Dilaveri says: “Because my father was killed by the communists, I spent 17 years in prison. For 20 years the long calvary of internment took from me my family: sisters, brothers, nephews.

“For us, the politically persecuted, the rules of the dictatorship were severe. If a close relative died, nobody was allowed to visit that family. These unlucky and lonely people sometimes were forced to take their dead to the grave in a strange manner, tired to a horse or mule. Dino was one of the few who welcomed me into his home, though at that time it was a very dangerous thing to do.”

Of Dino he says, “He was my friend. He was an intellectual. He went to prison twice. Above all, he was a man with a formidable character; all his life he refused to submit to communist torture. He went from being an ardent anti-fascist and anti-nazist to being decidedly anti-communist. I was with him at his first prison, where he was distinguished for his fellowship and his association with other men of strong character, such as Teli Jonomi, Izet Kallarati, Andrea Jako, and the physician Jani Melo.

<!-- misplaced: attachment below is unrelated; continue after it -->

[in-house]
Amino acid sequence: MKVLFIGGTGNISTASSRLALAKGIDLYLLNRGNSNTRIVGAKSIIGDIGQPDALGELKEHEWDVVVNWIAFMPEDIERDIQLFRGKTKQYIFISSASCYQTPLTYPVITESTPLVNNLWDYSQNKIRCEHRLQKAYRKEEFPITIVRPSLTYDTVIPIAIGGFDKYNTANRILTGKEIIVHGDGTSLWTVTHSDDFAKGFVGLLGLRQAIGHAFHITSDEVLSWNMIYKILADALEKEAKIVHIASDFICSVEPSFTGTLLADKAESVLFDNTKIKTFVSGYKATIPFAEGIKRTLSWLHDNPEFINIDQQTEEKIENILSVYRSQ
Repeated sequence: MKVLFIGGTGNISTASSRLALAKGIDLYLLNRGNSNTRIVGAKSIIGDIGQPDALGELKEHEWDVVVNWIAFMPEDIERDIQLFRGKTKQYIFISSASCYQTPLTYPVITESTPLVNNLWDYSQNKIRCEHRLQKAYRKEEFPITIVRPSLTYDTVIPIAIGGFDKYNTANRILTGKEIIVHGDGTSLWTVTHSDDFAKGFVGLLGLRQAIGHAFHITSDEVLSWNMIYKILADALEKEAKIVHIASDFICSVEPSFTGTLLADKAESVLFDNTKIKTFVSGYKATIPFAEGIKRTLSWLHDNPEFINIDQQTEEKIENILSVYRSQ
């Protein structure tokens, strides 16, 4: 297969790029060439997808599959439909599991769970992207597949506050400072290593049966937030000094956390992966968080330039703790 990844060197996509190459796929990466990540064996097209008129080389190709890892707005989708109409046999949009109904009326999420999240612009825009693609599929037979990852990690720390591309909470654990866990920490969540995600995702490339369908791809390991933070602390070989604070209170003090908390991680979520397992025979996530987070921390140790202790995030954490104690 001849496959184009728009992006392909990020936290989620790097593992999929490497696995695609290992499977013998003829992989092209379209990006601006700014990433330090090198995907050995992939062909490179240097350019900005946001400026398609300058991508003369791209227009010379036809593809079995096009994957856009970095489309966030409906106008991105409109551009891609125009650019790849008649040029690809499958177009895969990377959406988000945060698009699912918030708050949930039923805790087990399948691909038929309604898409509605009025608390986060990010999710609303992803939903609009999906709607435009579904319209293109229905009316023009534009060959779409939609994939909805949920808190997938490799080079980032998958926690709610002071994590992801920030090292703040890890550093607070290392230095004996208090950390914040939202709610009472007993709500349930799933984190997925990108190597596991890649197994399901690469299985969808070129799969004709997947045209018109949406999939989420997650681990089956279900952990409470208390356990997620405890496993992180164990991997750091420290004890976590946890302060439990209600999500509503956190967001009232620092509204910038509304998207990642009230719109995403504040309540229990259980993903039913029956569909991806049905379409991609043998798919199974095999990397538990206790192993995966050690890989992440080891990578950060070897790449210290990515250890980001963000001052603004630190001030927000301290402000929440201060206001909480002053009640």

Je suis seul Wild horses, Vlora

Wild horses, Vlora

“In prison we had only 600 grams of bread a day. We drank water from an infected well. During one year 300 inmates died at the prison of Burreli.” One of the worst prisons, Burreli was notorious for the severity of the regimen inflicted on its inmates. Located in the northern central region, the temperatures were frequently below freezing and the prisoners were allowed use of their blankets only at night.

Today Dilaveri is a refugee living in Bordeaux, France. In sorrowful French he says, “Je suis seul (I am alone).”